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Looking beyond the hype at fintech in Southeast Asia


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From the offices of Venture Capital firms to the financial services districts, you may not be able to escape the promising whispers of fintech startups. Take a structural shift to mobile, an ever decreasing cost of computing power, the availability of lots of (big!) data, mix in one part artificial intelligence, one part distributed ledgers and we have the perfect recipe for how technology will change the face of banking and insurance forever.

Jokes aside, in certain areas, the unbundling of financial services is truly underway. Regulatory change, a deep customer mistrust, and a seriously out of tune with reality technology stack and physical infrastructure all contribute to the opportunity to build exciting new companies in Financial Services.

As a result, venture capital funding for fintech has rapidly expanded. According to KPMG and CB Insights, a total of $5.7 billion was invested in fintech in the first quarter of 2016 alone. While companies in China and the U.S. receive most of this funding, Southeast Asia fintech investment has increased significantly as well.

Singapore, with its Smart Nation initiative, rightly believes investment in technology is a necessary condition to thrive. It has announced a Smart Financial Centre, which includes the $225 million Financial Sector Technology and Innovation (“FSTI”) scheme and a regulatory sandbox environment to enable market entry for startups. Malaysia in 2015 was the first ASEAN country to issue a regulatory framework for equity crowdfunding, followed by marketplace lending, and Indonesia is issuing new credit bureau licences to improve centralized credit data collection and availability.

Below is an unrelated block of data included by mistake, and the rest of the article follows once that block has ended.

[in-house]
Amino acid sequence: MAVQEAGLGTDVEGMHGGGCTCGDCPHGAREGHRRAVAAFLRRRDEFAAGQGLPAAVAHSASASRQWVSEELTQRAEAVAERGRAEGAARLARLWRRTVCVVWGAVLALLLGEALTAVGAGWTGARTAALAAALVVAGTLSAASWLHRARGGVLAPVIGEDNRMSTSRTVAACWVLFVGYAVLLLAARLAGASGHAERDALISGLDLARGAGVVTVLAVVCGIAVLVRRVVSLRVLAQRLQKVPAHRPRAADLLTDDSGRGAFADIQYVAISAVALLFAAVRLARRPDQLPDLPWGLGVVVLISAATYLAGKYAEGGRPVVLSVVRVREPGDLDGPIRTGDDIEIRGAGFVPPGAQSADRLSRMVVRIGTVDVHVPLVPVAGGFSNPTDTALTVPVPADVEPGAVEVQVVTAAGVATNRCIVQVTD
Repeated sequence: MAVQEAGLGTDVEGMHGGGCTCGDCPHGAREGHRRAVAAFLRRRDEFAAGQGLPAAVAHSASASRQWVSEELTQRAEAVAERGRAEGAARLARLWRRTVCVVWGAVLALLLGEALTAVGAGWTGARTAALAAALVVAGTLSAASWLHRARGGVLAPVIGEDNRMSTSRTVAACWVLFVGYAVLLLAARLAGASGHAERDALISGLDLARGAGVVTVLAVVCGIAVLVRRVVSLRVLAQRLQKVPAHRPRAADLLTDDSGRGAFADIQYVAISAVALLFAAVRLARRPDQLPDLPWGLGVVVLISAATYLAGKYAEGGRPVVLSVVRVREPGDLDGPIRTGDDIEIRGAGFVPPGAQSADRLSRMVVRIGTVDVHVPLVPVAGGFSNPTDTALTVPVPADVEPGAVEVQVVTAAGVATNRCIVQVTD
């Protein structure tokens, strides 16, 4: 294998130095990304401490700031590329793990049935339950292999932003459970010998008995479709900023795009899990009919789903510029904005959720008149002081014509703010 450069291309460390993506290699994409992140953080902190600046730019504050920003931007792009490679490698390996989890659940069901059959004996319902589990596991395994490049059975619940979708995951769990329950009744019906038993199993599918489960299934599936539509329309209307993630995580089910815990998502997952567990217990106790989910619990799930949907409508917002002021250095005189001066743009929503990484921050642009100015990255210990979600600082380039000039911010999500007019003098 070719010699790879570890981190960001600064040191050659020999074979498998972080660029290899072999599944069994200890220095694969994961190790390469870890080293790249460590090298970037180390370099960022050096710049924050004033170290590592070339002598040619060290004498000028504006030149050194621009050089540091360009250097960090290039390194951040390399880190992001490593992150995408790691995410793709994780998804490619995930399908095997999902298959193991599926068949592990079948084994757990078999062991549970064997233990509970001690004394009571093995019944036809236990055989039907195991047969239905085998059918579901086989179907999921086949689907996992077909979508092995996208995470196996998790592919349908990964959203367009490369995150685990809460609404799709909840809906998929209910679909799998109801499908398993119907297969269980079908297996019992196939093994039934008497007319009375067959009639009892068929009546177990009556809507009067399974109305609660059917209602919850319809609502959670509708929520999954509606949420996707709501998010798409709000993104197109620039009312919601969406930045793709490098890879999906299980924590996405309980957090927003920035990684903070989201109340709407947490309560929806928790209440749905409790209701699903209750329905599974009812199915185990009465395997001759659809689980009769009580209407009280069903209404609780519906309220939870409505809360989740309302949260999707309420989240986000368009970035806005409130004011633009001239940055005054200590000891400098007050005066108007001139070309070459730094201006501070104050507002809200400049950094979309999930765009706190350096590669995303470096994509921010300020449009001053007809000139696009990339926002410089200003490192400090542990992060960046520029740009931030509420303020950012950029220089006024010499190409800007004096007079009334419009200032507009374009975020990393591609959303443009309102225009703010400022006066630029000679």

Indeed it looks like fintech in Southeast Asia is thriving. In the last 18 months, Southeast Asian fintech startups took a combined $345 million of funding.

So, all is good, end of story? Let’s take a look at the data and examine the state of VC-backed fintech investment in Singapore and Southeast Asia.

Part I: Fintech funding as a percentage of total Venture Capital funding in the region

In 2015 and the first half of 2016, a total of $3 billion was invested in startups in Southeast Asia. As recent as 2011, total VC funding for all of Southeast Asia was less than $200 million. For analysis purposes, we take out all companies that raised in excess of $100 million, who account for $1.41 billion, almost half of all VC funding in Southeast Asia. But that is a different story, back to fintech.

Taking out these large investments in companies such as Grab, there was $1.5 billion of VC funding left. Of this, $345 million went to fintech. This is an incredible 21.6 percent of all funding excluding the outliers.

Wait, what? Did fintech really take almost a quarter of all VC funding in Southeast Asia?

Figure 1: Overall VC funding in Southeast Asia, 2015

Screenshot 2016-08-02 17.16.54Source: Dymon Asia Capital, Tech in Asia, DMP, PwC, Dealstreet Asia

A closer look at fintech funding by sub sector

We analyse all fintech VC investments in Southeast Asia in excess of $1 million in 2015 and H1 2016. Altogether, we count 59 funding rounds over $1 million for a total of $345 million. Believe it or not, that’s what we call Series A here.

Next, we allocate each round of funding to one of six categories; credit, asset & wealth, insurance, payments, lead generation, and blockchain. As shown in Figure 2, payments and lead generation account for 78 percent of all fintech VC funding in 2015 and H1 2016. The remaining $75 million was invested in credit, asset management, wealth management, insurance and blockchain companies.